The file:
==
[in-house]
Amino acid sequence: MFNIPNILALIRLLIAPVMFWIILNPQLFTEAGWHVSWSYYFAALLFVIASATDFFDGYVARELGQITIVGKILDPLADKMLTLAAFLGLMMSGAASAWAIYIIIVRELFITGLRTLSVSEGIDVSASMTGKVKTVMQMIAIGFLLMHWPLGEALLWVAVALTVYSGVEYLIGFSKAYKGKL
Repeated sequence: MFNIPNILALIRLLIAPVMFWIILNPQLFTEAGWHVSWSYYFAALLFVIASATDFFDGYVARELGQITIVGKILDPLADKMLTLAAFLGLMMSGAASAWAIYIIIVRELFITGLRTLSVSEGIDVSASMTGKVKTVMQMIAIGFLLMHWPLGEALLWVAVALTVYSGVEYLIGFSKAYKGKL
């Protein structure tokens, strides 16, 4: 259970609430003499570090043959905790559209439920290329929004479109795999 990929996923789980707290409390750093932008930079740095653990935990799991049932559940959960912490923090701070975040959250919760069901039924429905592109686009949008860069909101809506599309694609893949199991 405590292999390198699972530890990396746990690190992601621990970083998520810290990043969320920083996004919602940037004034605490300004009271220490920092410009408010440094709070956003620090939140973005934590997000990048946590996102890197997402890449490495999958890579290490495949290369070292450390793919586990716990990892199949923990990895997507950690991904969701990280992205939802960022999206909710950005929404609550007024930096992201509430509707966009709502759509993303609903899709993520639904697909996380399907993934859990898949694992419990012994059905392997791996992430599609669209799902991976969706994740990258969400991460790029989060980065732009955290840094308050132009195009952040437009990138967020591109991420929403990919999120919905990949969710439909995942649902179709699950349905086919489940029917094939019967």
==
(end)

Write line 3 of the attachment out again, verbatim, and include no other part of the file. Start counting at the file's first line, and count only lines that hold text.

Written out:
Repeated sequence: MFNIPNILALIRLLIAPVMFWIILNPQLFTEAGWHVSWSYYFAALLFVIASATDFFDGYVARELGQITIVGKILDPLADKMLTLAAFLGLMMSGAASAWAIYIIIVRELFITGLRTLSVSEGIDVSASMTGKVKTVMQMIAIGFLLMHWPLGEALLWVAVALTVYSGVEYLIGFSKAYKGKL